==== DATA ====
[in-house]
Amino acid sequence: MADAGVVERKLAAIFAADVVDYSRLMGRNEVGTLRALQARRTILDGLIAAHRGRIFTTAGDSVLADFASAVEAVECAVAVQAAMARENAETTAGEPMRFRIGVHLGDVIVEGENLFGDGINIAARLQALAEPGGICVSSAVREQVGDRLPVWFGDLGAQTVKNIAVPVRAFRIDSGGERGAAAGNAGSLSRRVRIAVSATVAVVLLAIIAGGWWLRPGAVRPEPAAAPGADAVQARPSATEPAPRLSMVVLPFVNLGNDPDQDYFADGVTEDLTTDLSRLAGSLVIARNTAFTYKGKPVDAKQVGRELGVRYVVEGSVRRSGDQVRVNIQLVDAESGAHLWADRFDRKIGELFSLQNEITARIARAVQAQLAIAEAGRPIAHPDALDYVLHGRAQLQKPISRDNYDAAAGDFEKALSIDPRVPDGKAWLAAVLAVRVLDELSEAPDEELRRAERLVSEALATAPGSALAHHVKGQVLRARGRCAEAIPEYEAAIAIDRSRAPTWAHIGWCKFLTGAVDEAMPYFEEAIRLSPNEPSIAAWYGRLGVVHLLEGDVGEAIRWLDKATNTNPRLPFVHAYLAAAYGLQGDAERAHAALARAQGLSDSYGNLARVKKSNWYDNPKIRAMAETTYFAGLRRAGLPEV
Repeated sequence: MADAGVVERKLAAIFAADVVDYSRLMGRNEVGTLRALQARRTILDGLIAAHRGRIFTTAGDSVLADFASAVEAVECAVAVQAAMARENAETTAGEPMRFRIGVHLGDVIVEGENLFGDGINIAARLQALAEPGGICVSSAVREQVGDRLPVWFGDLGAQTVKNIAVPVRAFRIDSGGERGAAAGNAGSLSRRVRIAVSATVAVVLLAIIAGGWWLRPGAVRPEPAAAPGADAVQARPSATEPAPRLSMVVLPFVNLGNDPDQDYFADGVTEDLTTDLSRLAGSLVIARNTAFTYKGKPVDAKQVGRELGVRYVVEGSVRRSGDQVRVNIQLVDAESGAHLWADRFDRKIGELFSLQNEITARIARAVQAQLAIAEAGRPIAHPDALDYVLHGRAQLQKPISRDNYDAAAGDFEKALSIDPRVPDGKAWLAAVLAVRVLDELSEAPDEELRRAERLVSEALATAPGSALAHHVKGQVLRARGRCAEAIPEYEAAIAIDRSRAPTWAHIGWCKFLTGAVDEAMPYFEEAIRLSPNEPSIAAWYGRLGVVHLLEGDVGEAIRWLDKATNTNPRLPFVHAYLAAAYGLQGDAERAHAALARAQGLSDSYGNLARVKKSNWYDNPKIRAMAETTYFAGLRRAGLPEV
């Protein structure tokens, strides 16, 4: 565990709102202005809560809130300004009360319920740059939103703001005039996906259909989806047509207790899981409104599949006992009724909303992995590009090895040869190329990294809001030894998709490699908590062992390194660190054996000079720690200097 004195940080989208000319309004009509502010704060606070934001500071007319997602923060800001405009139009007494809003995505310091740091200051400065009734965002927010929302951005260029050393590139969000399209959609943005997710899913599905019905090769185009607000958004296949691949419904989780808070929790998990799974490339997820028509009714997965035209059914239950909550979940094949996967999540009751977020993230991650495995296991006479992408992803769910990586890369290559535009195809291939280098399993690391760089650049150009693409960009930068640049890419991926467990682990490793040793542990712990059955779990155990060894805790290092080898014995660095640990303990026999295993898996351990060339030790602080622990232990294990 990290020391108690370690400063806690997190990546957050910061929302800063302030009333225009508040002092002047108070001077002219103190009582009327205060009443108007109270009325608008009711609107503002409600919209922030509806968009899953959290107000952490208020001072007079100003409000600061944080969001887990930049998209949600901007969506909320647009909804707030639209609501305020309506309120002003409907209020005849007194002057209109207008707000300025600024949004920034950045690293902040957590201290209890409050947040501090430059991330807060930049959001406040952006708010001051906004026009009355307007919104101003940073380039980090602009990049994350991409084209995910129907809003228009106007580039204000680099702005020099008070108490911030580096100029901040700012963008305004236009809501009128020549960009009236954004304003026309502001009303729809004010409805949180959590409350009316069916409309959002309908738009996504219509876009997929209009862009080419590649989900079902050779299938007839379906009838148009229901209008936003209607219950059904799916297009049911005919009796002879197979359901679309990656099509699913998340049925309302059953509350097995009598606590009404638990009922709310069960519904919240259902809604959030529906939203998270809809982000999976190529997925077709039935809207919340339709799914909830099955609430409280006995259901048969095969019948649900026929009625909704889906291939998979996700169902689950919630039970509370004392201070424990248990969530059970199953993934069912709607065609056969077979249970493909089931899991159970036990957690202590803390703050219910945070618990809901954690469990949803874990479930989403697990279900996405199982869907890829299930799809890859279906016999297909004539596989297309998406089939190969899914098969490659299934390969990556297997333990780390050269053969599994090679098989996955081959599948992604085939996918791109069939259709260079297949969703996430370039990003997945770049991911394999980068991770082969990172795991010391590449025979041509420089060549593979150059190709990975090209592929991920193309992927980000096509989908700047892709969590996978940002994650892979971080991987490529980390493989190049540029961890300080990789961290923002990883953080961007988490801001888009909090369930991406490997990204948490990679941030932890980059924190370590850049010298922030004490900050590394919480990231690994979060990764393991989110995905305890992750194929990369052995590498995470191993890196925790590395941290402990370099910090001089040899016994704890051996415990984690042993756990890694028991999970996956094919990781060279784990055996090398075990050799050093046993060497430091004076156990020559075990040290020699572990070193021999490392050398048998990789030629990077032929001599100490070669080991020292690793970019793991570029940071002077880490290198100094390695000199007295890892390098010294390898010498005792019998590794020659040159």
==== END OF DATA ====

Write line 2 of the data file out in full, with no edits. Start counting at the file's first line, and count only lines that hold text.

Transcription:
Amino acid sequence: MADAGVVERKLAAIFAADVVDYSRLMGRNEVGTLRALQARRTILDGLIAAHRGRIFTTAGDSVLADFASAVEAVECAVAVQAAMARENAETTAGEPMRFRIGVHLGDVIVEGENLFGDGINIAARLQALAEPGGICVSSAVREQVGDRLPVWFGDLGAQTVKNIAVPVRAFRIDSGGERGAAAGNAGSLSRRVRIAVSATVAVVLLAIIAGGWWLRPGAVRPEPAAAPGADAVQARPSATEPAPRLSMVVLPFVNLGNDPDQDYFADGVTEDLTTDLSRLAGSLVIARNTAFTYKGKPVDAKQVGRELGVRYVVEGSVRRSGDQVRVNIQLVDAESGAHLWADRFDRKIGELFSLQNEITARIARAVQAQLAIAEAGRPIAHPDALDYVLHGRAQLQKPISRDNYDAAAGDFEKALSIDPRVPDGKAWLAAVLAVRVLDELSEAPDEELRRAERLVSEALATAPGSALAHHVKGQVLRARGRCAEAIPEYEAAIAIDRSRAPTWAHIGWCKFLTGAVDEAMPYFEEAIRLSPNEPSIAAWYGRLGVVHLLEGDVGEAIRWLDKATNTNPRLPFVHAYLAAAYGLQGDAERAHAALARAQGLSDSYGNLARVKKSNWYDNPKIRAMAETTYFAGLRRAGLPEV